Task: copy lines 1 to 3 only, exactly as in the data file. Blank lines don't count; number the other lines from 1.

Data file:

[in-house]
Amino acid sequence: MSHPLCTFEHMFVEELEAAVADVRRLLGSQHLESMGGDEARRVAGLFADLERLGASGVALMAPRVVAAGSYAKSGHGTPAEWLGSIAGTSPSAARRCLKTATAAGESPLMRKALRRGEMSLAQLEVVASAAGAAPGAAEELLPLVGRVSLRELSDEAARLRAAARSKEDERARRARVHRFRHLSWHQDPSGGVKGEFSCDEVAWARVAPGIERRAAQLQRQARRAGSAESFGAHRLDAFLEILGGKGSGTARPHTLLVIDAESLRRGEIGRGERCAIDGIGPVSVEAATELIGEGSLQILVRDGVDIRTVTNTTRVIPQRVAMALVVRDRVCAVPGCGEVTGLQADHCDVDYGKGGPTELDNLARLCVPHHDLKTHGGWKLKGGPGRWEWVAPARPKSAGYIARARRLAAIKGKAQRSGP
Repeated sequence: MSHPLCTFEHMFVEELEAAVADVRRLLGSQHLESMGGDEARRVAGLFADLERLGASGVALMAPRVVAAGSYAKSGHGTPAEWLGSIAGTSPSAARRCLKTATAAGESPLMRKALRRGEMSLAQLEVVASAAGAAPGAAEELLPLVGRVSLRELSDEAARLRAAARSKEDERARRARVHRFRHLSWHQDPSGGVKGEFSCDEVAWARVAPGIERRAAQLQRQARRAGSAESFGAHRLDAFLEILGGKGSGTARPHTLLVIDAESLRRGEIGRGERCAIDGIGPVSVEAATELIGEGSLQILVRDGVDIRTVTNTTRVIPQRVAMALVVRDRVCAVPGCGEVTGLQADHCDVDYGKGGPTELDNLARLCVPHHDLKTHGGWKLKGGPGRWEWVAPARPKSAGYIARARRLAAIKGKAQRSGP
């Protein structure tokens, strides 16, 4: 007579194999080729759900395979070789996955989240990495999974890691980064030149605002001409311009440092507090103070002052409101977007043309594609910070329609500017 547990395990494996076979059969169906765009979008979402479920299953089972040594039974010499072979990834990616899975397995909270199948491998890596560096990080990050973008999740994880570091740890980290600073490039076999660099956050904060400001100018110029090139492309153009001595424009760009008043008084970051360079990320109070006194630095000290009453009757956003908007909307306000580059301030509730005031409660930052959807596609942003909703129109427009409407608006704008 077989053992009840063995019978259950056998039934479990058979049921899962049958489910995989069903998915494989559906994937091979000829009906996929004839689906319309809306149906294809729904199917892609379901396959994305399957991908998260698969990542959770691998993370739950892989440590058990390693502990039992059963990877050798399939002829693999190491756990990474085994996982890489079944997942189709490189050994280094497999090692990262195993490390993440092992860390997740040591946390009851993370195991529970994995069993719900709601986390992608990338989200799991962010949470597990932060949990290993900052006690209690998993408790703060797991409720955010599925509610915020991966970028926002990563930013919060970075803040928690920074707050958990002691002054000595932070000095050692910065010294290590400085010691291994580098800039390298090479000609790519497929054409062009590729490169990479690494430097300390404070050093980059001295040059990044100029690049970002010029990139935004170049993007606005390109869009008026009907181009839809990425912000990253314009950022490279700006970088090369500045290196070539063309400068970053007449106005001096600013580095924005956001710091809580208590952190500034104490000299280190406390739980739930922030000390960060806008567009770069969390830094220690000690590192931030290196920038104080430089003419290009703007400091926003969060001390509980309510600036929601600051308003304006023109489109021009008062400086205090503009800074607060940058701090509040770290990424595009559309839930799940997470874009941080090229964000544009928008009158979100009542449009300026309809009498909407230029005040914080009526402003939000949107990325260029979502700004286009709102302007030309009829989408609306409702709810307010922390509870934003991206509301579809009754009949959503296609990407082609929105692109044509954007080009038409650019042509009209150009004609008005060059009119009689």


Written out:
[in-house]
Amino acid sequence: MSHPLCTFEHMFVEELEAAVADVRRLLGSQHLESMGGDEARRVAGLFADLERLGASGVALMAPRVVAAGSYAKSGHGTPAEWLGSIAGTSPSAARRCLKTATAAGESPLMRKALRRGEMSLAQLEVVASAAGAAPGAAEELLPLVGRVSLRELSDEAARLRAAARSKEDERARRARVHRFRHLSWHQDPSGGVKGEFSCDEVAWARVAPGIERRAAQLQRQARRAGSAESFGAHRLDAFLEILGGKGSGTARPHTLLVIDAESLRRGEIGRGERCAIDGIGPVSVEAATELIGEGSLQILVRDGVDIRTVTNTTRVIPQRVAMALVVRDRVCAVPGCGEVTGLQADHCDVDYGKGGPTELDNLARLCVPHHDLKTHGGWKLKGGPGRWEWVAPARPKSAGYIARARRLAAIKGKAQRSGP
Repeated sequence: MSHPLCTFEHMFVEELEAAVADVRRLLGSQHLESMGGDEARRVAGLFADLERLGASGVALMAPRVVAAGSYAKSGHGTPAEWLGSIAGTSPSAARRCLKTATAAGESPLMRKALRRGEMSLAQLEVVASAAGAAPGAAEELLPLVGRVSLRELSDEAARLRAAARSKEDERARRARVHRFRHLSWHQDPSGGVKGEFSCDEVAWARVAPGIERRAAQLQRQARRAGSAESFGAHRLDAFLEILGGKGSGTARPHTLLVIDAESLRRGEIGRGERCAIDGIGPVSVEAATELIGEGSLQILVRDGVDIRTVTNTTRVIPQRVAMALVVRDRVCAVPGCGEVTGLQADHCDVDYGKGGPTELDNLARLCVPHHDLKTHGGWKLKGGPGRWEWVAPARPKSAGYIARARRLAAIKGKAQRSGP